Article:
You think this is mere theory, but this is happening internally to derivatives books even as we speak. The models are implying that money later is worth more than money now, because money now costs money to have. And from the standpoint of bank funding, that is absolutely true.
Another strange implication: in general, stocks that do not pay dividends should trade at lower multiples (relative to the firm’s growth) because, being valued only on some terminal cash flow date (when a dividend is paid or when the company is bought out), they’re worth less. But now it is better for a stock to not pay dividends; those dividends have negative value. Technically speaking, this means that companies which cut their dividends should trade at higher prices after the cut.
I can think of more! Ordinarily, if your child enters college the institution will offer you an incentive to pay four years’ tuition at a reduced rate, up front (or at a frozen rate). But, if interest rates are negative, the college should demand a premium if you want to pay up front. Similarly, car companies should insist that you take out a zero-interest-rate loan or else pay a premium if you feel you must pay cash.
In this topsy-turvy world, it is good to be in debt and bad to have a nest egg.
Neighbors appreciate you borrowing a cup of sugar and frown at you when you return it.
Burglars put off burglaries. Baseball teams sign the worst players to the longest deals. Insurance companies pay out life insurance before you die.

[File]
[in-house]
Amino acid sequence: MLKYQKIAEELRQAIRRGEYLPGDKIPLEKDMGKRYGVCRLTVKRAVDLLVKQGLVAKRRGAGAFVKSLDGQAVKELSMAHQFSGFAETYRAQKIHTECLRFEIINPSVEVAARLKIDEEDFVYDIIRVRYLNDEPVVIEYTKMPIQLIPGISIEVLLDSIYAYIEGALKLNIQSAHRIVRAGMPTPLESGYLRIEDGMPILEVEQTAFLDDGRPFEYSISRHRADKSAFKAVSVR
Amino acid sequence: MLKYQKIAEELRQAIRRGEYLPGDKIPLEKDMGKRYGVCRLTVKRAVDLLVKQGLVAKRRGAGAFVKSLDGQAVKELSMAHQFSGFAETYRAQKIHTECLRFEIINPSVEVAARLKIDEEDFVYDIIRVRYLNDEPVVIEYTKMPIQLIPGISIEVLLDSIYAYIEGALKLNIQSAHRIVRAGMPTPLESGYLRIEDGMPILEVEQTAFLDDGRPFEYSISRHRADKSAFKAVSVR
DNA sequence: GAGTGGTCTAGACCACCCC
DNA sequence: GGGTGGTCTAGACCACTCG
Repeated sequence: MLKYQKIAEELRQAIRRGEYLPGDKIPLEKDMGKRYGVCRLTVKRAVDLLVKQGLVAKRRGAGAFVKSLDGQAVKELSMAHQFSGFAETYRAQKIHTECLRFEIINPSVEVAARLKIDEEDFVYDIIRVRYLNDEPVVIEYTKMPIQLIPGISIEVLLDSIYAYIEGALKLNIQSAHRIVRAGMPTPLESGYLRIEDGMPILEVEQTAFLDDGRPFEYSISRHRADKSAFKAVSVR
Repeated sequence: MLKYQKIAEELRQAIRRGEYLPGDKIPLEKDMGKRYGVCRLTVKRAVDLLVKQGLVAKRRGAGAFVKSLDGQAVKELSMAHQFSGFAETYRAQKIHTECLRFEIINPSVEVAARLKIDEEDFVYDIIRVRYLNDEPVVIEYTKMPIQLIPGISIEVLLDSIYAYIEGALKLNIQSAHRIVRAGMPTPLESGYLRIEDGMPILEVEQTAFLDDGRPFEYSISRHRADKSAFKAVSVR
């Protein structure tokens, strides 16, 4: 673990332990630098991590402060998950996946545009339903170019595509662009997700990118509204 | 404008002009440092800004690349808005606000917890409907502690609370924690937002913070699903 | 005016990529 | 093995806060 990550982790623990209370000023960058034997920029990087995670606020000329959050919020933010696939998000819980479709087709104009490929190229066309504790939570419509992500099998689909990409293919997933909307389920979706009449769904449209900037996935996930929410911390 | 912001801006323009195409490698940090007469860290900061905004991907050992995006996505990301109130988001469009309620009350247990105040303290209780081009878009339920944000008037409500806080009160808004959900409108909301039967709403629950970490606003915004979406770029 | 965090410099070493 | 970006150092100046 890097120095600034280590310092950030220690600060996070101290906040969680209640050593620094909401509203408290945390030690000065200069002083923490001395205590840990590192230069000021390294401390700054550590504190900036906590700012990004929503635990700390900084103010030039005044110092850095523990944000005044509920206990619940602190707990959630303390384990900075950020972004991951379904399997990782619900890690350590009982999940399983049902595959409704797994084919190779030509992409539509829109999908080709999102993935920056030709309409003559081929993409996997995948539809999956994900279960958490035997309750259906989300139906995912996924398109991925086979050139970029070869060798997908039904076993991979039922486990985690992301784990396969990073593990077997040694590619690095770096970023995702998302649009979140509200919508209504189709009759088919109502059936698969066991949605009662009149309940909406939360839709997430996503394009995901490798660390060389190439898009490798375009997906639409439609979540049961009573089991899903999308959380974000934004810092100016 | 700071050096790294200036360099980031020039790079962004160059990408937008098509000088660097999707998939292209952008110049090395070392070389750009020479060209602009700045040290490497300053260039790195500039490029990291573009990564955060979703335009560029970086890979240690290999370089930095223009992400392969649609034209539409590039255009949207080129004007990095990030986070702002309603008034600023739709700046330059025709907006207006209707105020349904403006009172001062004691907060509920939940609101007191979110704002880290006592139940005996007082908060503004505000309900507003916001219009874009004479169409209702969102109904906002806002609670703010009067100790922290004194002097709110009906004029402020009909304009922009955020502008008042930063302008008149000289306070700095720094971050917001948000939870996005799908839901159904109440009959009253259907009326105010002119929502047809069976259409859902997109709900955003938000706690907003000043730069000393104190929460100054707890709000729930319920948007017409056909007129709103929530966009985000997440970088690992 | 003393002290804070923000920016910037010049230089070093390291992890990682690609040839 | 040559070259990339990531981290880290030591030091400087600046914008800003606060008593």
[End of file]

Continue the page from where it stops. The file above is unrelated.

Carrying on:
And all thanks to negative interest rate policies from your friendly neighborhood central bank. I will thank them tomorrow, when they’ll appreciate it more.
The news on Friday that the Bank of Japan had joined the ECB in pushing policy rates negative was absorbed with brilliant enthusiasm on Wall Street. At least, much of the attribution for the exceptional rally was given to the BoJ’s move. I find it implausible, arguably silly, to think that a marginal change in monetary policy by a desperate central bank on the other side of the world – however unexpected – would have a massive effect on US stocks. Subsequent trading, which has reversed almost all of that ebullience in two days, suggests that other investors also may agree that just maybe the sorry state of earnings growth rates in this country, combined with a poor economic outlook and still-lofty valuations, should matter more than Kuroda’s gambit.
To be sure, this is a refrain that Ben Bernanke (remember him? Of helicopter infamy?) was singing last month, before the Federal Reserve hiked rates impotently, and clearly the Fed is investigating whether negative rates is a “tool” they should add to their oh-so-expansive toolbox for fighting deflation.
Scratch that. The Fed no longer needs to fight deflation; inflation is at 2.4% and rising. The toolbox the Fed is interested in adding to is the one that contains the tools for goosing growth. That toolbox, judging from historical success rates, is virtually empty. And always has been.